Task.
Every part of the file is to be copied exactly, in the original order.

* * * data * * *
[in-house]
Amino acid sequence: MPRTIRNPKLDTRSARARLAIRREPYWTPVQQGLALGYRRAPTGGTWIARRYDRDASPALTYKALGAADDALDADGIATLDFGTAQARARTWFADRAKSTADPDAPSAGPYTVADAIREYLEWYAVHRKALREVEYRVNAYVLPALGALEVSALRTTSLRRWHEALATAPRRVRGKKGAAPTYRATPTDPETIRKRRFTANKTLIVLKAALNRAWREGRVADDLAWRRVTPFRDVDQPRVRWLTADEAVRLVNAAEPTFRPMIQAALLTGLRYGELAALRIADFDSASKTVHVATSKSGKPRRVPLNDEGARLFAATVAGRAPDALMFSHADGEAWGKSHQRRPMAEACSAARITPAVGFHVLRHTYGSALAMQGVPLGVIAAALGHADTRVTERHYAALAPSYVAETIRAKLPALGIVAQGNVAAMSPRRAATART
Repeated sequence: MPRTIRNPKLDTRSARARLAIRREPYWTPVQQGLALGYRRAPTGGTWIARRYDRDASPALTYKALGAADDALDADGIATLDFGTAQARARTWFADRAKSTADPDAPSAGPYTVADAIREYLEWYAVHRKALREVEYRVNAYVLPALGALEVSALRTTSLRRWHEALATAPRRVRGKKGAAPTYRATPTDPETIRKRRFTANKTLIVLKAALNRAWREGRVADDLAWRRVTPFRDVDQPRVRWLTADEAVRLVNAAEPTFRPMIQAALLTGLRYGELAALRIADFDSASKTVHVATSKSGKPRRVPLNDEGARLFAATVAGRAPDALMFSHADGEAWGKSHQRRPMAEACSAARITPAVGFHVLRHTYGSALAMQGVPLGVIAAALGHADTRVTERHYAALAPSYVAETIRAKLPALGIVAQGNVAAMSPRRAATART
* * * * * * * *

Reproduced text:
[in-house]
Amino acid sequence: MPRTIRNPKLDTRSARARLAIRREPYWTPVQQGLALGYRRAPTGGTWIARRYDRDASPALTYKALGAADDALDADGIATLDFGTAQARARTWFADRAKSTADPDAPSAGPYTVADAIREYLEWYAVHRKALREVEYRVNAYVLPALGALEVSALRTTSLRRWHEALATAPRRVRGKKGAAPTYRATPTDPETIRKRRFTANKTLIVLKAALNRAWREGRVADDLAWRRVTPFRDVDQPRVRWLTADEAVRLVNAAEPTFRPMIQAALLTGLRYGELAALRIADFDSASKTVHVATSKSGKPRRVPLNDEGARLFAATVAGRAPDALMFSHADGEAWGKSHQRRPMAEACSAARITPAVGFHVLRHTYGSALAMQGVPLGVIAAALGHADTRVTERHYAALAPSYVAETIRAKLPALGIVAQGNVAAMSPRRAATART
Repeated sequence: MPRTIRNPKLDTRSARARLAIRREPYWTPVQQGLALGYRRAPTGGTWIARRYDRDASPALTYKALGAADDALDADGIATLDFGTAQARARTWFADRAKSTADPDAPSAGPYTVADAIREYLEWYAVHRKALREVEYRVNAYVLPALGALEVSALRTTSLRRWHEALATAPRRVRGKKGAAPTYRATPTDPETIRKRRFTANKTLIVLKAALNRAWREGRVADDLAWRRVTPFRDVDQPRVRWLTADEAVRLVNAAEPTFRPMIQAALLTGLRYGELAALRIADFDSASKTVHVATSKSGKPRRVPLNDEGARLFAATVAGRAPDALMFSHADGEAWGKSHQRRPMAEACSAARITPAVGFHVLRHTYGSALAMQGVPLGVIAAALGHADTRVTERHYAALAPSYVAETIRAKLPALGIVAQGNVAAMSPRRAATART